After completing the sub-routine of FIG. 7, navigational guidance to the navigation start point is provided by the sub-routine illustrated in FIG. 10. During vehicle travel, travel distance ∫ΔD and instantaneous vehicle position are derived and updated periodically. In practice, the travel distance and the instantaneous vehicle position is update after every given distance of vehicle travel. As stated previously, the vehicle travel distance is monitored by the travel distance sensor 25 which produces the travel distance indicative pulse per given unit distance of travel of the vehicle. Therefore, by counting the vehicle travel distance indicative pulses from the travel distance sensor 25, the travel distance can be monitored. The vehicle travel distance ∫ΔD and the instantaneous vehicle position (x, y) are derived by an interrupt routine shown in FIG. 11. As will be appreciated, the interrupt routine of FIG. 11 is triggered at every given distance ΔD of vehicle travel.

In the interrupt routine of FIG. 11, the travel distance ∫ΔD is updated by adding ΔD to the existing value, at a step 140, and the direction of vehicle travel θ over the last unit of distance ΔD is read out. Then the distances travelled along the coordinate axes Δx and Δy from the first update point are updated according to the following equations:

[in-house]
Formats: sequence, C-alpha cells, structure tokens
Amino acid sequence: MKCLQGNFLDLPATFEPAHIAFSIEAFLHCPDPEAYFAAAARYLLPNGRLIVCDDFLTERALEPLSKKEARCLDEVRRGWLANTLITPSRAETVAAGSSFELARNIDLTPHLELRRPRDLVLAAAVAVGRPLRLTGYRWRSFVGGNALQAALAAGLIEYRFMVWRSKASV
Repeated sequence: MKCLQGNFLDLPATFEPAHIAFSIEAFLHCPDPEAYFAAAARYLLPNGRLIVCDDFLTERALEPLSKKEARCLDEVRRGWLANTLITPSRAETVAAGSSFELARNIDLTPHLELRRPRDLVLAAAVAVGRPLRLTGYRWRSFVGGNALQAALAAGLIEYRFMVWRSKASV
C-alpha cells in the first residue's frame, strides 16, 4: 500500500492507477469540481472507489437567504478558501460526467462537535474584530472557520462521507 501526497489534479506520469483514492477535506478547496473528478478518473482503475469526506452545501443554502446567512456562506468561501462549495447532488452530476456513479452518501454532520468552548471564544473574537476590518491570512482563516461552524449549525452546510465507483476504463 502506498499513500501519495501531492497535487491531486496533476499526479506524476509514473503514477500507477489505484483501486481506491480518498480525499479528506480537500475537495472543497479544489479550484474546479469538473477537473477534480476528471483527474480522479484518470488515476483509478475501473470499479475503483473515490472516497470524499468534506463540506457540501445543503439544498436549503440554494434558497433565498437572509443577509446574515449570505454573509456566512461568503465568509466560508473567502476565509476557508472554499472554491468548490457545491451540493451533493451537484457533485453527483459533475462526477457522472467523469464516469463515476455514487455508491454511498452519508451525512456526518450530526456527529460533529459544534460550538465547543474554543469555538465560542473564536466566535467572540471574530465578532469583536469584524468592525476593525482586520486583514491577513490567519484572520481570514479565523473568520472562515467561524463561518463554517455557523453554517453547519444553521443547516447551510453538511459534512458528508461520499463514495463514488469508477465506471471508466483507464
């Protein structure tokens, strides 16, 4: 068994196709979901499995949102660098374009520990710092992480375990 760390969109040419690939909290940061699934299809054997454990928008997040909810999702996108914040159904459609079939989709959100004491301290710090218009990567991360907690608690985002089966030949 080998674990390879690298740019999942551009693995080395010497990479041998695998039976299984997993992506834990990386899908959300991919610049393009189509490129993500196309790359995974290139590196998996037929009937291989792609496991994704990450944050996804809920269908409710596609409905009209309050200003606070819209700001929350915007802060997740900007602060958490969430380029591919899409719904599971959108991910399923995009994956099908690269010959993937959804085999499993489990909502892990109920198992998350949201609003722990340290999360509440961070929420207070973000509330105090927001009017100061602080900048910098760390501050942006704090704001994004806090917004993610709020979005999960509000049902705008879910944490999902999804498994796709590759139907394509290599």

Δx→Δx+ΔD cos θ

Δy→Δy+ΔD sin θ

The instantaneous vehicle position (x, y) is then derived from the following equations:

x=x1 +Δx

y=y1 +Δy

where x1 and y1 represent the coordinates of the first update point from which the vehicle travels to the second update point.

In the step 142, the vehicle symbol is moved to the point (x, y). Control then returns to the navigation program.

The sub-routine of FIG. 10 first checks whether input of the starting point was performed in precise data entry mode or the rough data entry mode, at a step 130. If the starting point was selected by means of the precise data entry mode, then normal navigation process starts. Thus, at a step 132, the appropriate block of the road map and the selected route are displayed on the display screen 37. On the other hand, if the starting point was selected by rough data entry, a larger-scale road map including the initial individual unit area is displayed on the display screen at a step 134 as shown in FIG. 8. Then, a directional guidance inset B is displayed in one corner of the display screen at a step 134. An arrow points in the suggested direction of travel to the navigation start point Za, as shown in FIG. 9.